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J Clin Endocrinol Metab. 1997 Dec;82(12):4069-74.

Studies of genetic variability of the uncoupling protein 1 gene in Caucasian subjects with juvenile-onset obesity.

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Steno Diabetes Center, Copenhagen, Denmark.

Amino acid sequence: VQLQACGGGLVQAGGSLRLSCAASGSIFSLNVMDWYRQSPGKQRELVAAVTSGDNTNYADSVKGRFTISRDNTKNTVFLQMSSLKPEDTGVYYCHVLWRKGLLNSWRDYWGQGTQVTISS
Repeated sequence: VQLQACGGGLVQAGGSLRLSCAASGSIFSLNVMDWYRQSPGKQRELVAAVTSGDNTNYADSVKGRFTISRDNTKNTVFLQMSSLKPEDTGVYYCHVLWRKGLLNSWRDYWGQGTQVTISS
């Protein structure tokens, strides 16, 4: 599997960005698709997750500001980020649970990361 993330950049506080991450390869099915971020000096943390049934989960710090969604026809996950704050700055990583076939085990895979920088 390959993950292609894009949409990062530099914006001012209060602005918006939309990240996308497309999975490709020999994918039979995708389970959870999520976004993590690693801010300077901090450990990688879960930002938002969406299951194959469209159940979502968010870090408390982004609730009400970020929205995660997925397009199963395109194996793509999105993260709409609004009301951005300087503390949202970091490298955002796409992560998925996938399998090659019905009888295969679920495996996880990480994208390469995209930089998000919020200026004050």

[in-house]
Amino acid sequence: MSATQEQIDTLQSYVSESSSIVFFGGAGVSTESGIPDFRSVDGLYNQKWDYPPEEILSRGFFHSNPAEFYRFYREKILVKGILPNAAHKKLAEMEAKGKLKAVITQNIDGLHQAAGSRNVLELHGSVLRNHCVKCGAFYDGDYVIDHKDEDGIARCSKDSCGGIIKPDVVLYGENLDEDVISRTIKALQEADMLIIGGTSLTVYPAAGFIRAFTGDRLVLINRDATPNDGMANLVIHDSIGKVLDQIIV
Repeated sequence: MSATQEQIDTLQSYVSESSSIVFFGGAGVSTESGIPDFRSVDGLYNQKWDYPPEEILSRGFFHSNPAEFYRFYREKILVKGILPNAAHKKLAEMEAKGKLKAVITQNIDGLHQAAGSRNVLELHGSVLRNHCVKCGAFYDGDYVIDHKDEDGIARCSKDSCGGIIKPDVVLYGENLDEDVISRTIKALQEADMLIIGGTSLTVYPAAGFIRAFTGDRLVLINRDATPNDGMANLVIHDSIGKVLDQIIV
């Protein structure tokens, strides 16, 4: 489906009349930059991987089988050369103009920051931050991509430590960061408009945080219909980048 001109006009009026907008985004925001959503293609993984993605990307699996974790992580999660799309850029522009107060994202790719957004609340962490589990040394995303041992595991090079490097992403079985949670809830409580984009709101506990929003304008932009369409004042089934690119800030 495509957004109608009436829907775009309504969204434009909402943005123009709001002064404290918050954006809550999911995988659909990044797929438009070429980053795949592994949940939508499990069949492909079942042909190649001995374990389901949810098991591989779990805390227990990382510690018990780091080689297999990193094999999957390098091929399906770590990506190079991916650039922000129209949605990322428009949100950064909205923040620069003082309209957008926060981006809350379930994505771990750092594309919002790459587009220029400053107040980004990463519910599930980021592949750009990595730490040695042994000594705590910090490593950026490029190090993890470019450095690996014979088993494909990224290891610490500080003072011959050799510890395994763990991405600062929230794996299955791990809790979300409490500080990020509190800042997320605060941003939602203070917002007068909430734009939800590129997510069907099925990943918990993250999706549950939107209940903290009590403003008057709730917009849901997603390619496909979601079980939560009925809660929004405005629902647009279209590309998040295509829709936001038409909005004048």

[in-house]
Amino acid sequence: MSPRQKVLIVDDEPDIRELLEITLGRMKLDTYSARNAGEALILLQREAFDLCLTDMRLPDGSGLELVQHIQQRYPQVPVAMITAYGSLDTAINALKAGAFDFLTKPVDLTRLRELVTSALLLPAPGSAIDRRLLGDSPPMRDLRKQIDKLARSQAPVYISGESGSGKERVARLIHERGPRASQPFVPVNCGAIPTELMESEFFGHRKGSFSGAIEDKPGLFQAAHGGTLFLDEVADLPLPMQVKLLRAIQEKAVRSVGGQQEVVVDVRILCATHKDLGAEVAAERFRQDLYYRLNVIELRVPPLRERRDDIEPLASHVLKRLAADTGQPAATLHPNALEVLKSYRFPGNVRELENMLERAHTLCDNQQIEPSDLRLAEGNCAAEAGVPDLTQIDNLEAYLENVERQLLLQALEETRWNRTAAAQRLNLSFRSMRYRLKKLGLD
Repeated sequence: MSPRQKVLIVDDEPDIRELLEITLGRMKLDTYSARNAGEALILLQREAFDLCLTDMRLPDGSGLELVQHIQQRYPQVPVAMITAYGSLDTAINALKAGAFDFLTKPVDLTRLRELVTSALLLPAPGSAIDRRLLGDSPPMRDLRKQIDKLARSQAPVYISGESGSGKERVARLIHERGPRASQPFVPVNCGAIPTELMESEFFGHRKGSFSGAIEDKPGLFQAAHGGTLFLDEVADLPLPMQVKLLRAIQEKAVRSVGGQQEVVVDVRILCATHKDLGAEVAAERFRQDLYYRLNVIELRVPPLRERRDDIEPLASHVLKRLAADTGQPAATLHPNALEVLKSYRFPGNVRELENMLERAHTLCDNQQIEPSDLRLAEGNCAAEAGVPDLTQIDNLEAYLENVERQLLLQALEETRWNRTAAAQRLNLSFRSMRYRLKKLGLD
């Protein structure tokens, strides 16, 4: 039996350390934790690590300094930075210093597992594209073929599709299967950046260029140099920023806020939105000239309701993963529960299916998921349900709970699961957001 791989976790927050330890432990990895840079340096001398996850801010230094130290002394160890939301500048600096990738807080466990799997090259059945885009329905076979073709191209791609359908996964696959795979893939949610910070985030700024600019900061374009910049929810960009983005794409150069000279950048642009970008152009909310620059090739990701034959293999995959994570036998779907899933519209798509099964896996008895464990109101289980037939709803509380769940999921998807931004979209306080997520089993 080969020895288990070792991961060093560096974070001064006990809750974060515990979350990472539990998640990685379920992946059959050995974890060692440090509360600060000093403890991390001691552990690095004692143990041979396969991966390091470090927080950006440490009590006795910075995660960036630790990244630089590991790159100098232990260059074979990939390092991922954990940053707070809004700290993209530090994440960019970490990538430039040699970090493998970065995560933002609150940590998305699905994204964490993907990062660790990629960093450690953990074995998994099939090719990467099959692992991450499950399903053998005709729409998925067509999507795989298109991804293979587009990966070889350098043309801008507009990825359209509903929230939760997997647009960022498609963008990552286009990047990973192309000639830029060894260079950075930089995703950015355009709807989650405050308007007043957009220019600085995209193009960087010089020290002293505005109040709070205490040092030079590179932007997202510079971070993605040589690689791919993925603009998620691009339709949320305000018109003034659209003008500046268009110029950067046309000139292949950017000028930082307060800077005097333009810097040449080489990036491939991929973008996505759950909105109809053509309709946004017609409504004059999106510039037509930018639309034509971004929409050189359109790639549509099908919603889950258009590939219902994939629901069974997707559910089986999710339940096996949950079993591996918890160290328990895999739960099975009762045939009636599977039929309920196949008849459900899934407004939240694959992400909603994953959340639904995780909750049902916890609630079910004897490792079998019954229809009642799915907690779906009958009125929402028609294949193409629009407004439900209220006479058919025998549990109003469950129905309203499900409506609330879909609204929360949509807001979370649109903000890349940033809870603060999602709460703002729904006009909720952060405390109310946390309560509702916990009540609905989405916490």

Our objective was to investigate whether genetic variants of the uncoupling protein 1 (UCP1) gene are associated with juvenile-onset obesity or alterations in weight gain and insulin sensitivity in young healthy Caucasians. Single-strand conformation polymorphism and heteroduplex analysis of the coding region of the UCP1 gene was performed in 56 subjects randomly selected at the draft board examination from a cohort of 156 males with juvenile-onset obesity. Association studies of amino acid variants were undertaken in the cohort of males with juvenile-onset obesity, a cohort of 205 randomly selected control males, and a subgroup of this cohort comprising 76 lean subjects. Genetic variants of the coding region as well as a previously described a-->g nucleotide polymorphism of the 5'-flanking region of the UCP1 gene were examined for associations with accelerated weight gain or reduced sensitivity to insulin in a cohort of 380 young healthy Caucasians. The mutational analysis revealed five nucleotide substitutions that changed the sequence of UCP1, Arg/Trp40, Ala/Thr64, Val/Met137, Met/Leu229, and Lys/Asn257 and two nucleotide substitutions in the nontranslated region of exon 1. Among subjects with juvenile-onset obesity, the allelic frequencies of Ala/Thr64 and Met/Leu229 were both 8.2% (95% confidence interval: 5.1-11.3%) vs. 8.8% (6.0-11.6%) and 8.1% (5.3-10.9%), respectively, in the cohort of randomly selected control subjects. Among lean control subjects, the allelic frequencies of the polymorphisms were 8.2% (3.7-12.7%) and 5.6% (1.9-9.3%), respectively. In the cohort of young healthy subjects, measurements of obesity and insulin sensitivity did not differ between carriers of the Ala/Thr64 and Met/Leu229 variants and wild-type carriers. The Val/Met137 and Lys/Asn257 mutations were each found in one subject with juvenile-onset obesity, and the Arg/Trp40 mutation was found in two obese subjects and in one control subject. The allelic frequency of the nucleotide polymorphism of the 5'-flanking region of the UCP1 gene was 25.3% (22.2-28.4%) in the cohort of 380 young Danes. There were no differences in body mass index, fat mass, waist-to-hip ratio, or weight gain during childhood or adolescence between carriers and noncarriers of this nucleotide variant. Although we cannot exclude an effect of the rare mutations in the UCP1 gene on susceptibility to juvenile-onset obesity, genetic variation of the coding region of the UCP1 gene is not a common factor contributing to obesity in Caucasian subjects of Danish ancestry.

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